U.S. and Yemeni authorities obtained a recording of a seven-hour Internet meeting between more than 20 al Qaeda leaders from around the globe from a captured al Qaeda courier,
Eli Lake and Josh Rogin of the Daily Beast report.
In early August, after learning of the digital meeting — dubbed ‘a meeting of the Legion of Doom‘ by one intelligence official — the U.S. closed embassies in 22 countries.
Lake and Rogin report that authorities intercepted communications of an al Qaeda courier who was then captured carrying “a treasure trove of information” by Yemen’s National Security Bureau with help from the CIA.
From the Beast:
A U.S. intelligence agency was able to exploit a flaw in the courier’s operational security, intercepting the digital packets and locating the courier, according to two U.S. intelligence officials and one U.S. official who reviewed the intelligence.
One basic inconsistency that isn’t addressed is why a source in the previous story explicitly called the meeting a “phone call.”
Another is that Lake and Rogin’s report on August 7 stated that “the various al Qaeda leaders discussed in vague terms plans for a pending attack and mentioned that a team or teams were already in place for such an attack.”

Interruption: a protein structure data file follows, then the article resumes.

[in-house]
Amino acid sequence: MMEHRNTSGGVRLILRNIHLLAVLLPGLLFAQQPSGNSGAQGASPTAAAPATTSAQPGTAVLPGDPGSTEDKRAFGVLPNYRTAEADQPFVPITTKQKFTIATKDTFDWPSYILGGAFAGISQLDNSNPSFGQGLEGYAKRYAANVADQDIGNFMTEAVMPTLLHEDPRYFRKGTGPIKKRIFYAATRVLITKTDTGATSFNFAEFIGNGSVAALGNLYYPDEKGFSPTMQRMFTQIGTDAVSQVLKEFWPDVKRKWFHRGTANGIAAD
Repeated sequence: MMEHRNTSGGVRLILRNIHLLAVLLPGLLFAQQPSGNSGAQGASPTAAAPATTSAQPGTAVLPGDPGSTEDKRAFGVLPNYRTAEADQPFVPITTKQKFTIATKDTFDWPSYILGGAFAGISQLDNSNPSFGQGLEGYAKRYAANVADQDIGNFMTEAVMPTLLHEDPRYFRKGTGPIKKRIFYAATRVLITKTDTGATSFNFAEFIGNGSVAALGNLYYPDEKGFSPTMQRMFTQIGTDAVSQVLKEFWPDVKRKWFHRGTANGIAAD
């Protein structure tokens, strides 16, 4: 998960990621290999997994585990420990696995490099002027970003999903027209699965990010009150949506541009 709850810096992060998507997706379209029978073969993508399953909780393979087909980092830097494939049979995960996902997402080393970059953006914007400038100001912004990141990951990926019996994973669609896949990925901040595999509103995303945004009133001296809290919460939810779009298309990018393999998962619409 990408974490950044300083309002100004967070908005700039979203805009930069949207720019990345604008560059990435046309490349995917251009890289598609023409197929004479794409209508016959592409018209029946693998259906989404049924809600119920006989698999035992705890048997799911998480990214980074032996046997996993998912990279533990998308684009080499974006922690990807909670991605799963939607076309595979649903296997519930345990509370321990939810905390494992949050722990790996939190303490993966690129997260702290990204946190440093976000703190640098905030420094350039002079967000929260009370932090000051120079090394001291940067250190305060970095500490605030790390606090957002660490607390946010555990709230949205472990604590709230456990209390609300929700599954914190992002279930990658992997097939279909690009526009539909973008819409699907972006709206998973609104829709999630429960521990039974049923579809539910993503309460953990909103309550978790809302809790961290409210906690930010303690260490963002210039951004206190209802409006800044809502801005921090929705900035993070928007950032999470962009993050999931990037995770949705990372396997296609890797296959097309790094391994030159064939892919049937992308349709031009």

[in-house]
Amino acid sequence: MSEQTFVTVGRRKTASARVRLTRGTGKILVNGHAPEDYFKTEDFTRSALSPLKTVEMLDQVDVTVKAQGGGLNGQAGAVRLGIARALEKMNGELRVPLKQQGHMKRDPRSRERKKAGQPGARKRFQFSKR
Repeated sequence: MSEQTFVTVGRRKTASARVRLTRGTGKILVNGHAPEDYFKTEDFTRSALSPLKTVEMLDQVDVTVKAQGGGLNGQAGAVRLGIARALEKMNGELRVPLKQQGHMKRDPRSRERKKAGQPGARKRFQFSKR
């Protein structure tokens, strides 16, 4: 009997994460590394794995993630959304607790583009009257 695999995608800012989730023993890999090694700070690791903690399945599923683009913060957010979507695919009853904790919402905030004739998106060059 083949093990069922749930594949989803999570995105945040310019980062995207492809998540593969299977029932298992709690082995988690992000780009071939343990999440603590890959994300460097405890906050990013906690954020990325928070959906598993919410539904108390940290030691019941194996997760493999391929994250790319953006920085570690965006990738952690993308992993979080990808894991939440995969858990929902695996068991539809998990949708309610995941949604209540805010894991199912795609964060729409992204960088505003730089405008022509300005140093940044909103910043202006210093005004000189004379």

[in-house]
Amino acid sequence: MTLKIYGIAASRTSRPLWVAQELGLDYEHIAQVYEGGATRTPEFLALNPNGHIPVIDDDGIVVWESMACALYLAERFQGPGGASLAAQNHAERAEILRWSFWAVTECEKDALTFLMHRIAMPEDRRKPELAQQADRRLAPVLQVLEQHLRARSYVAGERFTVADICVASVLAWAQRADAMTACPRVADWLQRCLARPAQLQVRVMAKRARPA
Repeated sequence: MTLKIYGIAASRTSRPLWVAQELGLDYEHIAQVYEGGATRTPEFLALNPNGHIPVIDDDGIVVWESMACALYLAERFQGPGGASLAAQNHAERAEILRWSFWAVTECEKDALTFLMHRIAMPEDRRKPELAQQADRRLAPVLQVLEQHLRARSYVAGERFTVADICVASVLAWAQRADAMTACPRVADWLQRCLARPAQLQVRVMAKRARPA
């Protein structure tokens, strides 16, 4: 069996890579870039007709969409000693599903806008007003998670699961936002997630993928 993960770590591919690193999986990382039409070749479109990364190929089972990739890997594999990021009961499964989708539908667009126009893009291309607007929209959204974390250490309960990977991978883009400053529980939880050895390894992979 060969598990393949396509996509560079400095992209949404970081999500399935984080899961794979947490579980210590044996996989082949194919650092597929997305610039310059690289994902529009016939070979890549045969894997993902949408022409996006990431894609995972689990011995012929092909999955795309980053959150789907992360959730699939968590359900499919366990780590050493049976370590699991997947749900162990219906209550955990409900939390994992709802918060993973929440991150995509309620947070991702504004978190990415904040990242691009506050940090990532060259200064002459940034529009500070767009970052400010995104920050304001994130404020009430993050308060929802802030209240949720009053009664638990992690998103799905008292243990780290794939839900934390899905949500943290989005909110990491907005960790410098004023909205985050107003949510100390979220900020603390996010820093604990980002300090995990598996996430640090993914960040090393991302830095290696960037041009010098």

The New York Times, CNN and others reported that the terror threat was prompted when U.S. intelligence intercepted a message between Nasir al-Wuhayshi, leader of al Qaeda in the Arabian Peninsula (AQAP) in Yemen, and al Qaeda chief Ayman al-Zawahiri, in which Wuhayshi was informing Zawahiri about an imminent attack.
The Beast’s report on Tuesday, citing two intelligence officials, seems to side with those reports as it states that the conference discussion “ranged from routine business affairs to theological matters.”
It then cites a CNN report that said U.S. intelligence agencies obtained “what was believed to be coded messages,” sent from Wuhayshi and Zawahiri, “that signaled an attack was imminent.”
After the embassy closings, the Obama administration approved a barrage of drone strikes over two weeks that “expanded the scope of people [the U.S.] could go after” and targeted “rising stars” of AQAP to “buy time” as they learned about the threat.
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